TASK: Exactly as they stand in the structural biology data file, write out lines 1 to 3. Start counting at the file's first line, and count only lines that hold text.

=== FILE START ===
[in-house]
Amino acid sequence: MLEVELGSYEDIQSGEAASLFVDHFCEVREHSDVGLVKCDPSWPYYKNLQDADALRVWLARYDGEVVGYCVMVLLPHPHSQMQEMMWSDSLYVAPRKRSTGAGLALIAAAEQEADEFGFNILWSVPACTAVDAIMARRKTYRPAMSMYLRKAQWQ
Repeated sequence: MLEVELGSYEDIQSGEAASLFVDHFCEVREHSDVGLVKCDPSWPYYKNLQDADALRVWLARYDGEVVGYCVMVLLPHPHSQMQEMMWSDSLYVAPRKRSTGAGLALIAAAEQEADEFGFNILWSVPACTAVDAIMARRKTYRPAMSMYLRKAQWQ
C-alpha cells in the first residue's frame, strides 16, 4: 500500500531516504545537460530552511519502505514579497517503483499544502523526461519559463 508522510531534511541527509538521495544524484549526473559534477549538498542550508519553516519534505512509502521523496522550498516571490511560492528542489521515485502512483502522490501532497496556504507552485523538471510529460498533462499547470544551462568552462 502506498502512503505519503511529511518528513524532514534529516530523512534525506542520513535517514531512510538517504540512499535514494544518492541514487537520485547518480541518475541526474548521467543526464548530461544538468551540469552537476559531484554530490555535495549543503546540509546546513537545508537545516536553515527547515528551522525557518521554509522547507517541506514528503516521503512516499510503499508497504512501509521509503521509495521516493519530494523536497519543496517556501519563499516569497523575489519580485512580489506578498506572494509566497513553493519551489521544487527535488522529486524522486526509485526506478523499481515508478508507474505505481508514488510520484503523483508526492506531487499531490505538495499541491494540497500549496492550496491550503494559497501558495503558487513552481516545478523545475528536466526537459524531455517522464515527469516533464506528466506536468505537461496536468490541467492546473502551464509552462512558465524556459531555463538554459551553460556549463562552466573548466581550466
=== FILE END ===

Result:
[in-house]
Amino acid sequence: MLEVELGSYEDIQSGEAASLFVDHFCEVREHSDVGLVKCDPSWPYYKNLQDADALRVWLARYDGEVVGYCVMVLLPHPHSQMQEMMWSDSLYVAPRKRSTGAGLALIAAAEQEADEFGFNILWSVPACTAVDAIMARRKTYRPAMSMYLRKAQWQ
Repeated sequence: MLEVELGSYEDIQSGEAASLFVDHFCEVREHSDVGLVKCDPSWPYYKNLQDADALRVWLARYDGEVVGYCVMVLLPHPHSQMQEMMWSDSLYVAPRKRSTGAGLALIAAAEQEADEFGFNILWSVPACTAVDAIMARRKTYRPAMSMYLRKAQWQ